Posts Tagged: Rabbi Sholom Rivkin
Summer is winding down. Elul begins on Saturday night. The beginning of Elul reminds me of a story I heard from Rabbi Sholom Rivkin (of blessed memory), a kind and learned man who was the Chief Rabbi of St. Louis for many years.
Rabbi Rivkin told that in the old days, if you wanted to go talk to the king, you had to think about who could help you get invited to the palace. You had to wear your best clothes and learn the court etiquette – how to enter the throne room, when to bow, what to say, where to look. It was all very complicated and very serious. But sometimes, the king just went for a walk in the fields. And at those times, anyone could just start walking along next to the king and share whatever was on their heart.
Elul is the season when the King goes walking in the fields.
I love this story – the imagery, the intimacy, the hope it conveys for coming close to the Divine. I feel my heart leap up: Yes! I too want to go for a walk with the King! (or the Queen – pick your metaphor of royalty.) I want that immediate access, the instant connection. So often I focus on learning the court ritual, or, as we say, “preparing the vessel” – committing to the form of the ritual, dragging my attention back over and over. I know that the practice is a tool that can create the possibility for those moments of awareness. Yet I yearn for those moments of grace.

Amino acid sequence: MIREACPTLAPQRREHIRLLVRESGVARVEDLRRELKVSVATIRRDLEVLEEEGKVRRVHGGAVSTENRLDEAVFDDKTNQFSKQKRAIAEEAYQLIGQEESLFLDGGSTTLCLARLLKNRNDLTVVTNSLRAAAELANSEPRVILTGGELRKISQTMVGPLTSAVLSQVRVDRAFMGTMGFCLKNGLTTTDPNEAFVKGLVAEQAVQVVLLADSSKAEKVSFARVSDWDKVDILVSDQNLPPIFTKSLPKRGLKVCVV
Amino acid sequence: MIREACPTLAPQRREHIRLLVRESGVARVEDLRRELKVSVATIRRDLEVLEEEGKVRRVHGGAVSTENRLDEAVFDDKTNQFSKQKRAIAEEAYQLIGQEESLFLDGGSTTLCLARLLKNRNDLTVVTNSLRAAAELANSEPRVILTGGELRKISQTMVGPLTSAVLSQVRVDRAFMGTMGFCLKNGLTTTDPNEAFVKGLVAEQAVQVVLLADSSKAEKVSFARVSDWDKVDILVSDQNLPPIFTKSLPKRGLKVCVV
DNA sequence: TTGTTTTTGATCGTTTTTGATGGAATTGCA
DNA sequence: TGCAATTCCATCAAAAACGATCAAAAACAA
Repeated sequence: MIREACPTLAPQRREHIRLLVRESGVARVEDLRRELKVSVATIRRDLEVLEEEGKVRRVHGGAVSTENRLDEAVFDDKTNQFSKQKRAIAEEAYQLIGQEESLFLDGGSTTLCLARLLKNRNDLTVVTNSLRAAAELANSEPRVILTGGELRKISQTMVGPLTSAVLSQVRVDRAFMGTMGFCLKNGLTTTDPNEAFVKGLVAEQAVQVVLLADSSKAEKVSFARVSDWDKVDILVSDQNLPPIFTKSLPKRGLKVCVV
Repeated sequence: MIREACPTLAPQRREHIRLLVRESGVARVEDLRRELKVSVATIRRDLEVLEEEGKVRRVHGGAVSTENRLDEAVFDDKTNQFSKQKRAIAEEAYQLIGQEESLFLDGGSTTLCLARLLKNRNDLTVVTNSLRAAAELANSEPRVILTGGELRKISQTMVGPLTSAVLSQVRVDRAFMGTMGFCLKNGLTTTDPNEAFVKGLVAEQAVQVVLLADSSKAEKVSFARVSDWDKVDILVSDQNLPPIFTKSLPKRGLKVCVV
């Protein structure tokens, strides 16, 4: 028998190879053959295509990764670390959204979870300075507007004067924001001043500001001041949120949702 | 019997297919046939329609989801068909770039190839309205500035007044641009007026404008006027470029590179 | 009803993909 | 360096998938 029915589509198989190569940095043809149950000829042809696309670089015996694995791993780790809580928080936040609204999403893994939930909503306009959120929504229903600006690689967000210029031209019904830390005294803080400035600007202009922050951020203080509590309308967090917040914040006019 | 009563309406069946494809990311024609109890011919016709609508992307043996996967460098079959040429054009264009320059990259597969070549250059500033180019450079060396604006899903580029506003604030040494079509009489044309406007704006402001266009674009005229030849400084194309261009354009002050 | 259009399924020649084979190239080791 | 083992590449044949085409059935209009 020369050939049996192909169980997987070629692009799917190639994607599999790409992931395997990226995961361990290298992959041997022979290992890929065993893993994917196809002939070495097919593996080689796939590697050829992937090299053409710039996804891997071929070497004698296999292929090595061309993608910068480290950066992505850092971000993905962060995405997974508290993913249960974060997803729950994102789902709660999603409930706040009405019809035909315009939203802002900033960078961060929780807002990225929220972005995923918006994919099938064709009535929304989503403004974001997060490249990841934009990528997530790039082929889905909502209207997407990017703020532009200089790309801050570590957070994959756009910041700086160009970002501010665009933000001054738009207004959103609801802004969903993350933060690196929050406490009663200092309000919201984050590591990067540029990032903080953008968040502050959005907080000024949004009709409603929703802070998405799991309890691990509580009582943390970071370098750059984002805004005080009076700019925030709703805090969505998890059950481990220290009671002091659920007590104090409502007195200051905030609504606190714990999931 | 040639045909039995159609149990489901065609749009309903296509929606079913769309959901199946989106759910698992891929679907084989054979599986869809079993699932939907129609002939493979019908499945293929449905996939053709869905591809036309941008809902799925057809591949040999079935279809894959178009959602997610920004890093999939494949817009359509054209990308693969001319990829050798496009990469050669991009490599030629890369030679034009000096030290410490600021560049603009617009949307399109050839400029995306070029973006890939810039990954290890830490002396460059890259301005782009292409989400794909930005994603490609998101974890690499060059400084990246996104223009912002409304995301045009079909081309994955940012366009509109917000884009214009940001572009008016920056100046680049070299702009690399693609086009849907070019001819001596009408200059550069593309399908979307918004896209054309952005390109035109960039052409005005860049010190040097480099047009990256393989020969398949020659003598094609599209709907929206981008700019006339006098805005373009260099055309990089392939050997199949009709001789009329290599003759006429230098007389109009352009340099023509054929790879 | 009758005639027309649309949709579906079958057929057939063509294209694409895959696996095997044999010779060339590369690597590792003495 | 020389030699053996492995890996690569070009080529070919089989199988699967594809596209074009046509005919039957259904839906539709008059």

I also love this story because the High Holy Days themselves are like the throne room, not like the open fields. They are arguably the most formal, complicated and serious days of our whole year. We (especially we clergy) could get seduced into thinking that the preparation for these Days of Awe is mostly involved with liturgy and choreography. But this is precisely when God invites greater accessibility of a very different kind.
And so part of my preparation for the Holy Days includes imagining:
- What would it be like if I could join God for that walk in the fields?
- How would I say hello?
- What would I share about my life?
- What would I ask for?
- What questions would I be asked?
- How would I answer?
- How would I take my leave?
Wishing you an inspiring, heart-opening beginning to these most holy of days!